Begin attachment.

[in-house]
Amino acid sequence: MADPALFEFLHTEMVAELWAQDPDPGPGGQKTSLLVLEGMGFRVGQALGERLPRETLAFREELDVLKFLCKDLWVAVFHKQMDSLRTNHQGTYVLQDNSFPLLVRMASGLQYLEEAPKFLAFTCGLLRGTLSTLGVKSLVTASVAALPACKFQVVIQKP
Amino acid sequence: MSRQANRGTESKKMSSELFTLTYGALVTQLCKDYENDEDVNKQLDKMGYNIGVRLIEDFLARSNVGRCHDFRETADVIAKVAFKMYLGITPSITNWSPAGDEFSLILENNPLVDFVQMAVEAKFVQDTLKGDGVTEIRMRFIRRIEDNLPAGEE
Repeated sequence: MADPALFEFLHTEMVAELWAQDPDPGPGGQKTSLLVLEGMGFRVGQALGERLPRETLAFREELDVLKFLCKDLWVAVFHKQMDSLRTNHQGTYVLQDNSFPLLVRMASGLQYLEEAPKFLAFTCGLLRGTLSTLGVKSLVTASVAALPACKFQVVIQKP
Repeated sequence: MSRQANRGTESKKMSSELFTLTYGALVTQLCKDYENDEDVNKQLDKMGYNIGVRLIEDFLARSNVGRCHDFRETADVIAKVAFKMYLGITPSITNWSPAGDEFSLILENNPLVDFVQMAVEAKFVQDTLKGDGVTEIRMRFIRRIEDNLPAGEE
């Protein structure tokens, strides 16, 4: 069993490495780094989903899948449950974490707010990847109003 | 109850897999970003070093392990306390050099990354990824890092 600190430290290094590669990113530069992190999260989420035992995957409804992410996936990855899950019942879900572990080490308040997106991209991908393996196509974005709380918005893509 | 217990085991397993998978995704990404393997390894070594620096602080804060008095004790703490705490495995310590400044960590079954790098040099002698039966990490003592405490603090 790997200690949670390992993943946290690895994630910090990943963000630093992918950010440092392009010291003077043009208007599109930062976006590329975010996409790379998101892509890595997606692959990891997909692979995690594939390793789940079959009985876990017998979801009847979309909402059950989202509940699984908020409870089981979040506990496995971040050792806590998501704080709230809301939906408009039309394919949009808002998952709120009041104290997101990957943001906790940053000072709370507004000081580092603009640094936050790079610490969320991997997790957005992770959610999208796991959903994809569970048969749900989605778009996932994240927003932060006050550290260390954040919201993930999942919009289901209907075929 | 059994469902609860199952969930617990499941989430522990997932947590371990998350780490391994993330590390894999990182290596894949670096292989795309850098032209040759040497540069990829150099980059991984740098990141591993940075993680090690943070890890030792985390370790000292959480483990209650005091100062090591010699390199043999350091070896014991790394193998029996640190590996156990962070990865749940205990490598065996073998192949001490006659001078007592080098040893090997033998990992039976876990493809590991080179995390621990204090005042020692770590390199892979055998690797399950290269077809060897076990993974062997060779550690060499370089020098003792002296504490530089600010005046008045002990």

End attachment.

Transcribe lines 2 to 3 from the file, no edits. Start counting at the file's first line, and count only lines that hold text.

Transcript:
Amino acid sequence: MADPALFEFLHTEMVAELWAQDPDPGPGGQKTSLLVLEGMGFRVGQALGERLPRETLAFREELDVLKFLCKDLWVAVFHKQMDSLRTNHQGTYVLQDNSFPLLVRMASGLQYLEEAPKFLAFTCGLLRGTLSTLGVKSLVTASVAALPACKFQVVIQKP
Amino acid sequence: MSRQANRGTESKKMSSELFTLTYGALVTQLCKDYENDEDVNKQLDKMGYNIGVRLIEDFLARSNVGRCHDFRETADVIAKVAFKMYLGITPSITNWSPAGDEFSLILENNPLVDFVQMAVEAKFVQDTLKGDGVTEIRMRFIRRIEDNLPAGEE